Rob Regovich:
Well, I've joked for a really long time particularly, to people outside our direct circle of the content creation that the single biggest thing that has always held photography up of course, is literally getting the sample. That's been the problem I've been in this industry more than 30 years, that has always been the single biggest planning problem. We can put together sets, we can put together teams, we can put together creative plans and if we don't actually, have the thing we're supposed to shoot, we have a pretty significant problem. And so knowing where and when the sample is going to arrive has historically just absolutely, been the largest problem. I think the second largest problem has in regard to planning, relates to how big should our studio be? What is the right staff size for us to be, when are we going to be busy, are we going to be busy April to August? Are we going to be busy September to November?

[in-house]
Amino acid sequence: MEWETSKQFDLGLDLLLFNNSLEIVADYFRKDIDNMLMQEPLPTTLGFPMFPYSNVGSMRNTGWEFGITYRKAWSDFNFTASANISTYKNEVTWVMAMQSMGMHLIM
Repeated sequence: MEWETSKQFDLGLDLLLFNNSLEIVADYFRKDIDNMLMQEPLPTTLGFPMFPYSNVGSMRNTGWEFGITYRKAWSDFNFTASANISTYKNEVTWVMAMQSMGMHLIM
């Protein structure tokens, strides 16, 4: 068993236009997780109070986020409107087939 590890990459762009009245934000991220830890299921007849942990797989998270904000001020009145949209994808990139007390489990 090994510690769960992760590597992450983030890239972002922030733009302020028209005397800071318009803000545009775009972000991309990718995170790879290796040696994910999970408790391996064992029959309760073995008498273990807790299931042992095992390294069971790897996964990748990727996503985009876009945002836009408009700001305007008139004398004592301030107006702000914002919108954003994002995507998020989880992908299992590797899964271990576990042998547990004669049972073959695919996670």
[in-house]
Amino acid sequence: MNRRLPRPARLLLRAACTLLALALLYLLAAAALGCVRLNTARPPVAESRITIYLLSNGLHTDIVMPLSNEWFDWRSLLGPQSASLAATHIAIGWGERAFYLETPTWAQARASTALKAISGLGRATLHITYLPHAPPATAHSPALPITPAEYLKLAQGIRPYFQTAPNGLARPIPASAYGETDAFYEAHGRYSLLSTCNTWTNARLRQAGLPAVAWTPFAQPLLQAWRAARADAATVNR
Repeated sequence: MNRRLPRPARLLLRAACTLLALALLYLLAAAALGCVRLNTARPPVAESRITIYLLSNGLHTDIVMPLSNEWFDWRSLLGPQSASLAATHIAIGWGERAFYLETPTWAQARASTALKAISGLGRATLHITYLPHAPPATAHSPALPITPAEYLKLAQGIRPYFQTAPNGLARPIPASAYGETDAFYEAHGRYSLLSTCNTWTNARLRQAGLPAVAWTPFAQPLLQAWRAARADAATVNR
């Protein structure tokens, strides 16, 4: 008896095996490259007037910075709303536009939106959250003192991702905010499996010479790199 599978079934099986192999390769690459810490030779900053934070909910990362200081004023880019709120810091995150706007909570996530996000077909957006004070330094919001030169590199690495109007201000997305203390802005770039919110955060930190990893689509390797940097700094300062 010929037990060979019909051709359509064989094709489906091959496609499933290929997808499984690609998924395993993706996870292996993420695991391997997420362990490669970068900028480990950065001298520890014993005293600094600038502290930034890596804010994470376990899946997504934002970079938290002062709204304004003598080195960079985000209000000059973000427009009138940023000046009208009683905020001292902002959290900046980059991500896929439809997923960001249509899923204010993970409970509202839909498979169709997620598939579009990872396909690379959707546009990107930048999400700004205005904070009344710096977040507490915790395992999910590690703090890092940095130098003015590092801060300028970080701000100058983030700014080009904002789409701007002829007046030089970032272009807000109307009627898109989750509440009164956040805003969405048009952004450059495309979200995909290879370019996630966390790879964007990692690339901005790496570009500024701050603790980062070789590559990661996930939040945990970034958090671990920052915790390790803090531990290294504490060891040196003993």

Rob Regovich:
And how should we staff the studio around a knowledge that we're going to be slower in certain periods, busier in other periods, what's the right level of staff, what's the right balance of staff, is the work coming in, going to require more stylist than photographers, that kind of thing? And you can say, well, it's the same problem that everybody in every industry has which is the inability to really predict the future. But the problems in planning have always in my opinion, come down to balancing those particular issues. Where is the sample, when are we going to have it and then are we appropriately staffed when we're going to have the sample and have a bunch of other samples and be super busy?